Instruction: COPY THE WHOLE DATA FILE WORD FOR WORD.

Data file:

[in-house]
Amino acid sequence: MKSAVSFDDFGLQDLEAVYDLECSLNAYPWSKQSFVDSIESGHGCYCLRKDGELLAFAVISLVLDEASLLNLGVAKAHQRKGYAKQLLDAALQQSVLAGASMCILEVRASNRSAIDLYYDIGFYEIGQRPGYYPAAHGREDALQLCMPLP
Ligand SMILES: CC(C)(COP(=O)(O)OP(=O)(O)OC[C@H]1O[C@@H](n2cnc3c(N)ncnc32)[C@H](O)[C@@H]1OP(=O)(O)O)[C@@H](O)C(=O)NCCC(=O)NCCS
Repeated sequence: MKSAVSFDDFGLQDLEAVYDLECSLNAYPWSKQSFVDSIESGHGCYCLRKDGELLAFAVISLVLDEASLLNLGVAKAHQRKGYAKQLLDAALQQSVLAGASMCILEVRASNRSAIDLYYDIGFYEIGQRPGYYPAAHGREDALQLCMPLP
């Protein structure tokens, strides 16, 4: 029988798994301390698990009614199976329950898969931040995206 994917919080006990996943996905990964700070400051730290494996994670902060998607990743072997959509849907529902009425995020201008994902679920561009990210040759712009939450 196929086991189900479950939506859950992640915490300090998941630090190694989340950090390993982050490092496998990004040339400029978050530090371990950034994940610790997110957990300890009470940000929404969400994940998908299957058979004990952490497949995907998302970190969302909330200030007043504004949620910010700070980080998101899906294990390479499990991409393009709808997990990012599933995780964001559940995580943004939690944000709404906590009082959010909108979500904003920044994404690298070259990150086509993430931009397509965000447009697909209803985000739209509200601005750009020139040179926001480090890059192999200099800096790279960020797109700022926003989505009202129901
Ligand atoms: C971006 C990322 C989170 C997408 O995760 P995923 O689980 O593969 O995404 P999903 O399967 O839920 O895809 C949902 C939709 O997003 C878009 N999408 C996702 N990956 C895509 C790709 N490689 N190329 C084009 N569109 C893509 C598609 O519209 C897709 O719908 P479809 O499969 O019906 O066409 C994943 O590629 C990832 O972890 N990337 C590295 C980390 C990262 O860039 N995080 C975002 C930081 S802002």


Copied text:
[in-house]
Amino acid sequence: MKSAVSFDDFGLQDLEAVYDLECSLNAYPWSKQSFVDSIESGHGCYCLRKDGELLAFAVISLVLDEASLLNLGVAKAHQRKGYAKQLLDAALQQSVLAGASMCILEVRASNRSAIDLYYDIGFYEIGQRPGYYPAAHGREDALQLCMPLP
Ligand SMILES: CC(C)(COP(=O)(O)OP(=O)(O)OC[C@H]1O[C@@H](n2cnc3c(N)ncnc32)[C@H](O)[C@@H]1OP(=O)(O)O)[C@@H](O)C(=O)NCCC(=O)NCCS
Repeated sequence: MKSAVSFDDFGLQDLEAVYDLECSLNAYPWSKQSFVDSIESGHGCYCLRKDGELLAFAVISLVLDEASLLNLGVAKAHQRKGYAKQLLDAALQQSVLAGASMCILEVRASNRSAIDLYYDIGFYEIGQRPGYYPAAHGREDALQLCMPLP
């Protein structure tokens, strides 16, 4: 029988798994301390698990009614199976329950898969931040995206 994917919080006990996943996905990964700070400051730290494996994670902060998607990743072997959509849907529902009425995020201008994902679920561009990210040759712009939450 196929086991189900479950939506859950992640915490300090998941630090190694989340950090390993982050490092496998990004040339400029978050530090371990950034994940610790997110957990300890009470940000929404969400994940998908299957058979004990952490497949995907998302970190969302909330200030007043504004949620910010700070980080998101899906294990390479499990991409393009709808997990990012599933995780964001559940995580943004939690944000709404906590009082959010909108979500904003920044994404690298070259990150086509993430931009397509965000447009697909209803985000739209509200601005750009020139040179926001480090890059192999200099800096790279960020797109700022926003989505009202129901
Ligand atoms: C971006 C990322 C989170 C997408 O995760 P995923 O689980 O593969 O995404 P999903 O399967 O839920 O895809 C949902 C939709 O997003 C878009 N999408 C996702 N990956 C895509 C790709 N490689 N190329 C084009 N569109 C893509 C598609 O519209 C897709 O719908 P479809 O499969 O019906 O066409 C994943 O590629 C990832 O972890 N990337 C590295 C980390 C990262 O860039 N995080 C975002 C930081 S802002």